Matthew Richardson’s journey has followed a circuitous path. For the former Cirque du Soleil performer, you might even say literally, having mastered the art of spinning on the Cyr wheel in everything from a voluminous red dress and heels to nothing but a pair of form fitting oh-so-short shorts and a lot of body glitter during his final performance on the 14th season of America’s Got Talent. Beyond his work with Cirque du Soleil and AGT, Richardson has been creating video projects under his X Circus Series banner which have gone viral in the best possible sense.
So, what is a Cyr wheel, you ask. First, it is pronounced “sear” as in searing a steak. Its shape is like a hula-hoop, but it is big enough for an adult to grasp with two hands while counterbalancing with one’s legs fully extended to spin in a dizzying display of acrobatic prowess. This is not something the average person should attempt without proper supervision. It requires tremendous core strength, balance, agility, and years of training, preferably at an accredited circus school. This is the course Richardson followed when he walked away from his conventional job as a graphic designer at an advertising agency in his native Savannah, Georgia to follow his dream.
What was it that prompted you to leave the routine and security of a conventional job for a career as a circus performer? Was that a difficult decision at the time?
Yeah, it was probably the scariest thing I’d ever done because you have this path that you think you’re supposed to be on and the safe thing to do. And at that point also, my mom was serious about my needing a job and health insurance… So, quitting your job to go be a circus artist was a big leap (no pun intended.) But for me, I just got really bored with the routine and at 26 I knew that if I wanted to try it, my time was running out.
After five years of training at the Circus Center in San Francisco, Richardson found himself at the age of 31 performing in the very show that inspired him as a 17-year-old. “It was an amazing full circle moment.” The Cirque du Soleil show titled Varekai was based on the Icarus myth about a boy whose ambition gets the best of him when he flies too close to the sun. Which could have served as a cautionary tale for Richardson had it not been for his talent, hard work and determination. But after three years as a contract player for Cirque du Soleil and a splashy stint on America’s Got Talent, Richardson was inspired to take another leap of faith to go solo, conceiving and producing projects which channeled his skills to spread a wider message of tolerance, diversity and social justice.
The first of these was a video called “The Arrow” which he filmed with his then-boyfriend Francis, a native of Quebec who also happened to be an extremely fit, good-looking gay man who knew his way around a Cyr wheel. “The Arrow” features the two shirtless acrobats and the progression of their relationship as they take turns on the Cyr wheel and then perform as one. The result is an unapologetic intimate expression of love between two men, a mesmerizing display of physicality and sensuous passion.
The video projects started as sort of a side hobby. The first one I did because my boyfriend at the time did the same apparatus as me, so we were trying to make an act together. The whole time we were training, we were censoring ourselves to not look too gay. And after a while, it started to just feel very frustrating. So, we figured, okay, let’s just do the opposite. Let’s do exactly what we want and tell our own story.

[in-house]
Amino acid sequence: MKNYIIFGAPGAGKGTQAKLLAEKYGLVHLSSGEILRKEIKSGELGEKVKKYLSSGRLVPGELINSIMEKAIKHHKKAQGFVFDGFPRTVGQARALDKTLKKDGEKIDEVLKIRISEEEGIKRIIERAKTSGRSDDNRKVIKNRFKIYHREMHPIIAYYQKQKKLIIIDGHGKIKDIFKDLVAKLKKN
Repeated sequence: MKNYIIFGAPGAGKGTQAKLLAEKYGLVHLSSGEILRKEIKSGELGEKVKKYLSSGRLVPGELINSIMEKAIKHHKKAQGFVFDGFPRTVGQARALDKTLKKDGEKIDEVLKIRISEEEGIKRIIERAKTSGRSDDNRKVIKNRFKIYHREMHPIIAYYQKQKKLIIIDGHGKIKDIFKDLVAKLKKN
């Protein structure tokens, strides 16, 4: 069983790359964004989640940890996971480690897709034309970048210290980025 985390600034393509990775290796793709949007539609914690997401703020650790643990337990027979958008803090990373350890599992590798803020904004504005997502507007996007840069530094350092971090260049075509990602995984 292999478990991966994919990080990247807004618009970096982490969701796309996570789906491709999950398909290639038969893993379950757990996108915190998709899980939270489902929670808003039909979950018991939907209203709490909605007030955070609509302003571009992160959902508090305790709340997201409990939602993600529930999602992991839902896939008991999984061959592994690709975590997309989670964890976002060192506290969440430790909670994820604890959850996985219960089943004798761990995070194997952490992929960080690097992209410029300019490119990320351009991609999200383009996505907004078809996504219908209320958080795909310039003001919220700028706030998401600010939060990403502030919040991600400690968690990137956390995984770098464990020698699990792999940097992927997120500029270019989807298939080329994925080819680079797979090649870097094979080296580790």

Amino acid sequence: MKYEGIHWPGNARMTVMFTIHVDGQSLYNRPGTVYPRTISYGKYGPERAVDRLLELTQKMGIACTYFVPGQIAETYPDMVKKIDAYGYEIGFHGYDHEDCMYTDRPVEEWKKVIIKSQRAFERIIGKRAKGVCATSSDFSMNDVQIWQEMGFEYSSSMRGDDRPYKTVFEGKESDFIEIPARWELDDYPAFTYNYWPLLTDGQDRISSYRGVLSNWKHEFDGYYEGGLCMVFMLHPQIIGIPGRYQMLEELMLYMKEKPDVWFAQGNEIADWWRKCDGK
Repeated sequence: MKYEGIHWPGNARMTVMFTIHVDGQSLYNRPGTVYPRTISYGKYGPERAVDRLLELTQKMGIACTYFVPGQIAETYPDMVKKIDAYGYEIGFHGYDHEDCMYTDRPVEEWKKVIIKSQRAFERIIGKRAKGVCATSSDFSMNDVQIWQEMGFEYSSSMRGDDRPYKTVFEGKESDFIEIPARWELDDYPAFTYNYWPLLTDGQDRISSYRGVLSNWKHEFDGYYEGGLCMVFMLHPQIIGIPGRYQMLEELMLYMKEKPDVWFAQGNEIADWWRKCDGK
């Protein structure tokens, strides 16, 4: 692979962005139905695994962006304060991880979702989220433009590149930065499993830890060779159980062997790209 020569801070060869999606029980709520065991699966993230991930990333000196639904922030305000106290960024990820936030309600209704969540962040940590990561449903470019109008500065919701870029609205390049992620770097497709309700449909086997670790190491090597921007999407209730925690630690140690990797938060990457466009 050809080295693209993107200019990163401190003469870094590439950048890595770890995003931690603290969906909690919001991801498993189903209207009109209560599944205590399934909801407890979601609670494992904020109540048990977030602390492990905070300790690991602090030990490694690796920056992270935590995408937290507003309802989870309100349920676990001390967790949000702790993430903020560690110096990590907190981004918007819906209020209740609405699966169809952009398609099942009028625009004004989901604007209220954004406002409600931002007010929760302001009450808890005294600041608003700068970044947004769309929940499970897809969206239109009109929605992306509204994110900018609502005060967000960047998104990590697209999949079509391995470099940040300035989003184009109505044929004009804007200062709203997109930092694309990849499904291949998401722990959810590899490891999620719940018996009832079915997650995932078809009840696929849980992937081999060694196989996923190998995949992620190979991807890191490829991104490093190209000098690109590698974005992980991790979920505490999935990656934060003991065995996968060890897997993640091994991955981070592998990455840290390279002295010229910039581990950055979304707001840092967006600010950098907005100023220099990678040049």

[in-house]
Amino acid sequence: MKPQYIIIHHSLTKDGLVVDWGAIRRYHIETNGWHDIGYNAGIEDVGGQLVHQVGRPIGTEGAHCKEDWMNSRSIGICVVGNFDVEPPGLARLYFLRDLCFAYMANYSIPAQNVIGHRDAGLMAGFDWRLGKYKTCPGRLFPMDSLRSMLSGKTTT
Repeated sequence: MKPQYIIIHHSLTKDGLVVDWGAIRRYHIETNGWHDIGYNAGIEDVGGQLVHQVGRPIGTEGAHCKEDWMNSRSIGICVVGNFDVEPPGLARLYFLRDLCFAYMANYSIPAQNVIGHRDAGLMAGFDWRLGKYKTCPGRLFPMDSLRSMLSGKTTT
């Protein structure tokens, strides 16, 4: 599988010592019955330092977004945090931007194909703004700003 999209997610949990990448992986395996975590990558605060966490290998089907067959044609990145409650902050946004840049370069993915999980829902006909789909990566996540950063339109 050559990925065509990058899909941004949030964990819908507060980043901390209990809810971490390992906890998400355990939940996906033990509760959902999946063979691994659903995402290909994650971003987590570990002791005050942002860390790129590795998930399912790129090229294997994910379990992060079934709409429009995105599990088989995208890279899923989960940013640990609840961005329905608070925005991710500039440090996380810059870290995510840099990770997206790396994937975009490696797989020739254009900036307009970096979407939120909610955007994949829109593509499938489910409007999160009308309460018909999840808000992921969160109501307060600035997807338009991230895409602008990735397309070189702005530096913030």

Filming “The Arrow” was delayed several times due to injuries and scheduling conflicts. But as fate would have it, filming coincided with the Pulse Nightclub shooting in 2016. Richardson recalls being devastated by the news and how that infused their performance with a whole new level of relevance. He dedicated the video to the victims of the shooting. Richardson had high hopes but was stunned by the response which has by now garnered 1.8 million views.
I was having news outlets from all over the world writing me to ask permission to use it. I didn’t realize how much you can inspire people from something like this and how much it can give. The number of messages after “The Arrow” was so overwhelming that I knew I should really do more of that any way I can.
“Hallelujah” took on organized religion and LGBTQ Rights.
Richardson is probably best known for his 2nd video which featured two scantily clad, attractive male dancer/acrobats (who also happen to be boyfriends) in Montreal’s historic Church of St. Pierre Apôtre. The five-and-a-half-minute video titled “Hallelujah” set to the song by the same name by Jeff Buckley premiered in May 2019. Matthew met the two dancers, Guillaume and Arthur, through the circus community. While the dance itself was exquisitely choreographed and performed, it was the setting in a historic Montreal church in the heart of Montreal’s gay village which amplified its message of tolerance as a way of disarming those who would use religion as a weapon against the LGBTQ community. The striking juxtaposition of this intimate expression of love between two men against a backdrop of the grandeur and beauty of the church had a profound impact. “Hallelujah” evoked extreme reactions from those lavishing overwhelming praise to religious zealots who sought to brand it sacrilege while ironically continuing to share it to show their brethren just how dangerous this provocative work of art was.
Our interview coming so closely on the heels of the news of Ruth Bader Ginsburg’s death, I was reminded of a clip played on the news of RBG addressing Stanford law school graduates, explaining the difference between a successful career and a meaningful life. RBG told them that to have a meaningful life, you must go outside yourself and find a way to contribute to your community. Does that resonate for you?
Yeah, for sure. I still work as a graphic designer. And I would say that is my ‘job’ job. And while designing web site stuff is fine in that I have income; it doesn’t have meaning beyond that at the end of the day. It does not give anything back. But doing these video projects does. The reason I like doing them is because I think they are meaningful, and they have purpose. When I released that video [Hallelujah], I was nervous to share it. I put about a year of work into it and I was self-conscious. I did not know if people were going to find it as interesting [as the first one]. As it turned out, I found that it had an even deeper meaning because it touched on a lot of pain that the gay community feels based on religion and one’s upbringing and how that can affect our self-image.